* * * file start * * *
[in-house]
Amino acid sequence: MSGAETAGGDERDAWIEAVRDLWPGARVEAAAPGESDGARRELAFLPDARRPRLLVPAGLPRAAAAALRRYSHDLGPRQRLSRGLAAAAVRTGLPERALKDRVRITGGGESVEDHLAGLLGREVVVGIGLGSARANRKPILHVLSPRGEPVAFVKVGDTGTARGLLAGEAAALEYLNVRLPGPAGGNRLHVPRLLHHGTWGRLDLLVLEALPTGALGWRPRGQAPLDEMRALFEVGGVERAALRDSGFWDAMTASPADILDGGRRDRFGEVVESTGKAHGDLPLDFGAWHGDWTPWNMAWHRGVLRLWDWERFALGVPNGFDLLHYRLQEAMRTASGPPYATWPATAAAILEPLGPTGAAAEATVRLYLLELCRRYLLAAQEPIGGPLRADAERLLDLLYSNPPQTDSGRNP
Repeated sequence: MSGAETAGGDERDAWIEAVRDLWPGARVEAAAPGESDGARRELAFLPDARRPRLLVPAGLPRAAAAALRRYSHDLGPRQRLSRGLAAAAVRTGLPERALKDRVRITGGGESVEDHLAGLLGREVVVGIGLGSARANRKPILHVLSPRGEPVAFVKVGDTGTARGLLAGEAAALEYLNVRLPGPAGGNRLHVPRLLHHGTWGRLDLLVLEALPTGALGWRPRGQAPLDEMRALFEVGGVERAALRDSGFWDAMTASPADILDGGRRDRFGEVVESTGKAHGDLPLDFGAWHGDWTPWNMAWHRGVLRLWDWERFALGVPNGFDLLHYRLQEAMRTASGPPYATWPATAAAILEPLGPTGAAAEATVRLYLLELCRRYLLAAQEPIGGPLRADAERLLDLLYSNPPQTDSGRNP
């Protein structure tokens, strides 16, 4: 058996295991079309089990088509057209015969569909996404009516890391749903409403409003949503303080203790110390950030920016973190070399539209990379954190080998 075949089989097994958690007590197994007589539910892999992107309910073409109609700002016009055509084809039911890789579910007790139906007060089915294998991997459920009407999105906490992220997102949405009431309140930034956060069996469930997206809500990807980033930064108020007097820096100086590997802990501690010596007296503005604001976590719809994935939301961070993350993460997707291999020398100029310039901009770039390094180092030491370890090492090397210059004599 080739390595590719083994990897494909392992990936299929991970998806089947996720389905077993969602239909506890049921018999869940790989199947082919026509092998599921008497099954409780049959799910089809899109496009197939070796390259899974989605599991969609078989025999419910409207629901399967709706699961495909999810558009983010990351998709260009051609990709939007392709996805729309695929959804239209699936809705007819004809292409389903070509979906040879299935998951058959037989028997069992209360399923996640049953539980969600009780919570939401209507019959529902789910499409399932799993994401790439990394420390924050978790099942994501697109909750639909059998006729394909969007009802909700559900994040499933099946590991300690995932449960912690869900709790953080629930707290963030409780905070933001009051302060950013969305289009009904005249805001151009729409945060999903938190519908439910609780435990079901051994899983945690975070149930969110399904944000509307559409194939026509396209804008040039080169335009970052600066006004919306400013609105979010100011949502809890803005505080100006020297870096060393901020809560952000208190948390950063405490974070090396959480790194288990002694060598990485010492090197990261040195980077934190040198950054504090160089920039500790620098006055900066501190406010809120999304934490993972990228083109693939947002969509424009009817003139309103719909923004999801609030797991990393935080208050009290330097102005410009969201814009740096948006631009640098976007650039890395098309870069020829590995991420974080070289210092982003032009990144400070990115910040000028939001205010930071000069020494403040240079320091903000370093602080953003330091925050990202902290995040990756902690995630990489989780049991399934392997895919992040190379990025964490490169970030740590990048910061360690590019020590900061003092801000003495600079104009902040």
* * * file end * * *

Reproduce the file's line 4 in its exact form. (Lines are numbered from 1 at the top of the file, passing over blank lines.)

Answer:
């Protein structure tokens, strides 16, 4: 058996295991079309089990088509057209015969569909996404009516890391749903409403409003949503303080203790110390950030920016973190070399539209990379954190080998 075949089989097994958690007590197994007589539910892999992107309910073409109609700002016009055509084809039911890789579910007790139906007060089915294998991997459920009407999105906490992220997102949405009431309140930034956060069996469930997206809500990807980033930064108020007097820096100086590997802990501690010596007296503005604001976590719809994935939301961070993350993460997707291999020398100029310039901009770039390094180092030491370890090492090397210059004599 080739390595590719083994990897494909392992990936299929991970998806089947996720389905077993969602239909506890049921018999869940790989199947082919026509092998599921008497099954409780049959799910089809899109496009197939070796390259899974989605599991969609078989025999419910409207629901399967709706699961495909999810558009983010990351998709260009051609990709939007392709996805729309695929959804239209699936809705007819004809292409389903070509979906040879299935998951058959037989028997069992209360399923996640049953539980969600009780919570939401209507019959529902789910499409399932799993994401790439990394420390924050978790099942994501697109909750639909059998006729394909969007009802909700559900994040499933099946590991300690995932449960912690869900709790953080629930707290963030409780905070933001009051302060950013969305289009009904005249805001151009729409945060999903938190519908439910609780435990079901051994899983945690975070149930969110399904944000509307559409194939026509396209804008040039080169335009970052600066006004919306400013609105979010100011949502809890803005505080100006020297870096060393901020809560952000208190948390950063405490974070090396959480790194288990002694060598990485010492090197990261040195980077934190040198950054504090160089920039500790620098006055900066501190406010809120999304934490993972990228083109693939947002969509424009009817003139309103719909923004999801609030797991990393935080208050009290330097102005410009969201814009740096948006631009640098976007650039890395098309870069020829590995991420974080070289210092982003032009990144400070990115910040000028939001205010930071000069020494403040240079320091903000370093602080953003330091925050990202902290995040990756902690995630990489989780049991399934392997895919992040190379990025964490490169970030740590990048910061360690590019020590900061003092801000003495600079104009902040």